Orwell wrote about “two minutes hate” in 1984. So far the editors haven’t gotten to work, so it’s “two days’ hate”.

David
David
6 years ago

Mark, Yes, here is a business which, like Arlene’s Flowers, has actually served gays and lesbians, BUT, when asked if they would theoretically be willing to cater a wedding, they incurred this kind of wrath. This is why I believe the psychological and theological issues behind gay mirage are as Doug described them. There is not systematic denial of every day service to gays and lesbians in the vein of Jim Crow laws. There are, however, many millions of people who do not see marriage between two same gendered persons as a marriage. Their view of marriage does not require… Read more »

Zachary
6 years ago

Mr. Wilson,

Great thoughts. If you have a few spare minutes I would appreciate your thoughts on a recent post I did about incrementalism vs immediatism.<a

Matt
Matt
6 years ago

But the pro-life movement hasn’t really been that successful. They haven’t moved the needle on public opinion at all, much less in the dramatic way the gay movement has. They did get Clinton’s “safe, legal, and rare” type talk, but even that is gone nowadays. What has been successful is the Republican takeover of several state governments, which lead to the anti-abortion laws alluded to here. Contrast the pro-life movement with the pro-gun movement. There’s no real pro-life equivalent in terms of influence and reach to the NRA, nor has the former had nearly the level of success as the… Read more »

Christopher
Christopher
6 years ago

“What has been successful is the Republican takeover of several state governments, which lead to the anti-abortion laws alluded to here.”

Assuming the takeover was due to elections it could signify some shift in public opinion in those states which is success, however small, and could grow to further success.

Steve Burdan
Steve Burdan
6 years ago

Good thoughts! but we must be careful to prioritize the importance of issues in the sense that if we “win” the argument or the battle about these issues – or even get a draw – unless the Gospel is part of what is most important and innermost – otherwise, things devolve into another “culture skirmish.” We can be right on all counts, but still not have love enough to care – this is why having media debates, etc. with people we never see, live near or fellowship with is really two-edged…or so it appears to me…

Eric the Red
Eric the Red
6 years ago

Matt, I think there are fewer abortions than there were ten years ago, for several reasons, one of which is that the pro-life movement has succeeded in getting state legislatures to make it more difficult. And, as a side note, if you want there to be even fewer, you’re going to need to support government safety nets for single mothers, because there is crystal-clear evidence that the number of abortions goes up as the services available to single mothers goes down. If your measuring stick is that the right to life movement hasn’t succeeded until there’s a constitutional amendment banning… Read more »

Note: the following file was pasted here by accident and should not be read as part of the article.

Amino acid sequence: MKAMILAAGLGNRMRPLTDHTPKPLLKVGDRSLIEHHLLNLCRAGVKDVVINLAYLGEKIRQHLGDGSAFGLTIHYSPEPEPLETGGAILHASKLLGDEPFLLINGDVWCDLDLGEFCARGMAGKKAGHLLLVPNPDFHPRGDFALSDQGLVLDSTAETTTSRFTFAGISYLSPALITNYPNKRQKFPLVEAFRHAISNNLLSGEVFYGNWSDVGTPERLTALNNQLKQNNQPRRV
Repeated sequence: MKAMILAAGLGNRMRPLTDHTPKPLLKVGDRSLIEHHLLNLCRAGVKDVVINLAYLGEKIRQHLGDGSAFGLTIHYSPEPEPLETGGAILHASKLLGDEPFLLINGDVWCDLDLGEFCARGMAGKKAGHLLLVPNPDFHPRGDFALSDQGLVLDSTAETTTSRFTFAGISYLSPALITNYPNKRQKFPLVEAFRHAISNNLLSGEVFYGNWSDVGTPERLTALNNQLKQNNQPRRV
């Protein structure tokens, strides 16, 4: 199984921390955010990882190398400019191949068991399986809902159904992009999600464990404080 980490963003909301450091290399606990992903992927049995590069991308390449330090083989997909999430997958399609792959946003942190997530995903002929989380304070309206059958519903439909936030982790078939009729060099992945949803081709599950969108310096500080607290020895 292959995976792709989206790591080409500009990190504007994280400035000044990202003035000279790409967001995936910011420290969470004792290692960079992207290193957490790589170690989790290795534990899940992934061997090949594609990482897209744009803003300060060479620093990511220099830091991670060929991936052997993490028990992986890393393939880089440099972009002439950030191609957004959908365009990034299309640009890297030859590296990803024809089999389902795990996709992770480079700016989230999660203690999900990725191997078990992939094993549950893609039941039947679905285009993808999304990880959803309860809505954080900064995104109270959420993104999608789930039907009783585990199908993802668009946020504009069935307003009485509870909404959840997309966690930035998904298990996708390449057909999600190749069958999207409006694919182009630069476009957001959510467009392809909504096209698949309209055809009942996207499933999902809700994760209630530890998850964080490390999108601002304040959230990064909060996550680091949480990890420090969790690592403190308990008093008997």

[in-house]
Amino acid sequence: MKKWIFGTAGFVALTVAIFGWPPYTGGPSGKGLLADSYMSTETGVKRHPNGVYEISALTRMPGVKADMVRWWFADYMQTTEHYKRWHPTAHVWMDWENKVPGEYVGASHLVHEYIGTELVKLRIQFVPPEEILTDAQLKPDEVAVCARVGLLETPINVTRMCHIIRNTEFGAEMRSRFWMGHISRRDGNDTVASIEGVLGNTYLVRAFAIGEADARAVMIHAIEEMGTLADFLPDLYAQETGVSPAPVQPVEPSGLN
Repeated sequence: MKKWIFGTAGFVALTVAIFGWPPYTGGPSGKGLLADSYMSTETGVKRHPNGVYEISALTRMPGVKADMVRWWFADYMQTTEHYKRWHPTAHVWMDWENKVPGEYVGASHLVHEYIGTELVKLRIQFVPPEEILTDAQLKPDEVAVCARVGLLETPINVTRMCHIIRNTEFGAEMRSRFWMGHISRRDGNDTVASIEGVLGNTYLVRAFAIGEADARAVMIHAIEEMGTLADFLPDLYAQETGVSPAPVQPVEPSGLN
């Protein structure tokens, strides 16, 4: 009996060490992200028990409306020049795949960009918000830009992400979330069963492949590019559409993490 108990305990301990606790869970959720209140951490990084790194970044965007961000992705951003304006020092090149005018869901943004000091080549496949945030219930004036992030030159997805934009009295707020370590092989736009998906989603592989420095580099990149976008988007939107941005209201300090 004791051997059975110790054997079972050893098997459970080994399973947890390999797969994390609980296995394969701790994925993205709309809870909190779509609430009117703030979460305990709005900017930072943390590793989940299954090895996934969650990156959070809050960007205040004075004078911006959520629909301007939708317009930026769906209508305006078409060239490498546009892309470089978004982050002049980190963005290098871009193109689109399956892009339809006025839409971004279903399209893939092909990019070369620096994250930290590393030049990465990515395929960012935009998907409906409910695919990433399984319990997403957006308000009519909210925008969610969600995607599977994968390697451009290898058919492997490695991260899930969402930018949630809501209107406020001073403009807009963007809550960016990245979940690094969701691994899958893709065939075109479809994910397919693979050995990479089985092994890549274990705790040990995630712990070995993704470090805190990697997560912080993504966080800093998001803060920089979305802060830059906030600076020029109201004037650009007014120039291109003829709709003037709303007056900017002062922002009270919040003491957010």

Matt
Matt
6 years ago

I wrote a longer post but it got ate by the site. The gist was that while we can quibble about what is considered “success” or “failure”, if you line up the pro-life movement next to the pro-gun and gay rights movements, it’s clear that one of these is just not in the same league as the other two. I don’t know why that is. If I did I would be more famous than I am. But it clearly is the case. Abortions have declined, but then so have violent crimes of all stripes over the same period. I don’t… Read more »

Daigh
Daigh
6 years ago

As long as we continue to push legislators to regulate how abortionists should murder babies the legislators will take that way out of their predicament. Then along comes the courts and strikes down the latest hard won pro-choice law on admitting rights, width of hallways, waiting times etc and strikes them down. Until we start demanding full abolition of this bloody sin the politicians will not do anything to really end it.

John Reasnor
John Reasnor
6 years ago

Righteous civil laws are a good schoolmaster. They teach the populace what is good and right in the eyes of The Lord. They uphold justice. Incremental laws are a bad schoolmaster. They reinforce to the populace their ageist assumptions, thus justifying their support for the destruction of God’s Image. There can be a lot said about the so called victories; how they have regulated the abortion market, shut down the private clinics, drove business to Planned Parenthood, and substituted some abortion methods for others. I readily concede that we have fewer abortion clinics. I readily concede that there are far… Read more »